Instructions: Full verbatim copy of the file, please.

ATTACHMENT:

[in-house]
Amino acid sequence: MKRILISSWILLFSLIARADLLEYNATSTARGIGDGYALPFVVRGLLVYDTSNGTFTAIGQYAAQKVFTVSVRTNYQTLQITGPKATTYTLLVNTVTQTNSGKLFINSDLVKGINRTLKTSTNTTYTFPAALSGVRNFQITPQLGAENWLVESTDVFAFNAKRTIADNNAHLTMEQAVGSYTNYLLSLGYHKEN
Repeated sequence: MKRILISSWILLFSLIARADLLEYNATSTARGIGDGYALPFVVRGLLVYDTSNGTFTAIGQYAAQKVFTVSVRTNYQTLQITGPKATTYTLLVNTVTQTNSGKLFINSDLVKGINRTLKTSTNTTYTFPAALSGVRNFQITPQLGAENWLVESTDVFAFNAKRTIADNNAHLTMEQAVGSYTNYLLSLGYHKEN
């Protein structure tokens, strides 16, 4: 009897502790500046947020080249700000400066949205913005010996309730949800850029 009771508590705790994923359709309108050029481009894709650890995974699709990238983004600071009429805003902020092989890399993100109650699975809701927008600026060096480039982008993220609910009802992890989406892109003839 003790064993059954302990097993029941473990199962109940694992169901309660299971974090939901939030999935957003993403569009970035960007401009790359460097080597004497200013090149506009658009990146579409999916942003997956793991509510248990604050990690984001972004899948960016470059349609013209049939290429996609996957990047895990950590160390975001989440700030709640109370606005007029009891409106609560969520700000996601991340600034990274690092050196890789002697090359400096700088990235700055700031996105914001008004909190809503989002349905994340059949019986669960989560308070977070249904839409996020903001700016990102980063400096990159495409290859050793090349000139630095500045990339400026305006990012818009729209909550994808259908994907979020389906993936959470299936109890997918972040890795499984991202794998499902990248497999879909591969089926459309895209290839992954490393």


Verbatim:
[in-house]
Amino acid sequence: MKRILISSWILLFSLIARADLLEYNATSTARGIGDGYALPFVVRGLLVYDTSNGTFTAIGQYAAQKVFTVSVRTNYQTLQITGPKATTYTLLVNTVTQTNSGKLFINSDLVKGINRTLKTSTNTTYTFPAALSGVRNFQITPQLGAENWLVESTDVFAFNAKRTIADNNAHLTMEQAVGSYTNYLLSLGYHKEN
Repeated sequence: MKRILISSWILLFSLIARADLLEYNATSTARGIGDGYALPFVVRGLLVYDTSNGTFTAIGQYAAQKVFTVSVRTNYQTLQITGPKATTYTLLVNTVTQTNSGKLFINSDLVKGINRTLKTSTNTTYTFPAALSGVRNFQITPQLGAENWLVESTDVFAFNAKRTIADNNAHLTMEQAVGSYTNYLLSLGYHKEN
């Protein structure tokens, strides 16, 4: 009897502790500046947020080249700000400066949205913005010996309730949800850029 009771508590705790994923359709309108050029481009894709650890995974699709990238983004600071009429805003902020092989890399993100109650699975809701927008600026060096480039982008993220609910009802992890989406892109003839 003790064993059954302990097993029941473990199962109940694992169901309660299971974090939901939030999935957003993403569009970035960007401009790359460097080597004497200013090149506009658009990146579409999916942003997956793991509510248990604050990690984001972004899948960016470059349609013209049939290429996609996957990047895990950590160390975001989440700030709640109370606005007029009891409106609560969520700000996601991340600034990274690092050196890789002697090359400096700088990235700055700031996105914001008004909190809503989002349905994340059949019986669960989560308070977070249904839409996020903001700016990102980063400096990159495409290859050793090349000139630095500045990339400026305006990012818009729209909550994808259908994907979020389906993936959470299936109890997918972040890795499984991202794998499902990248497999879909591969089926459309895209290839992954490393």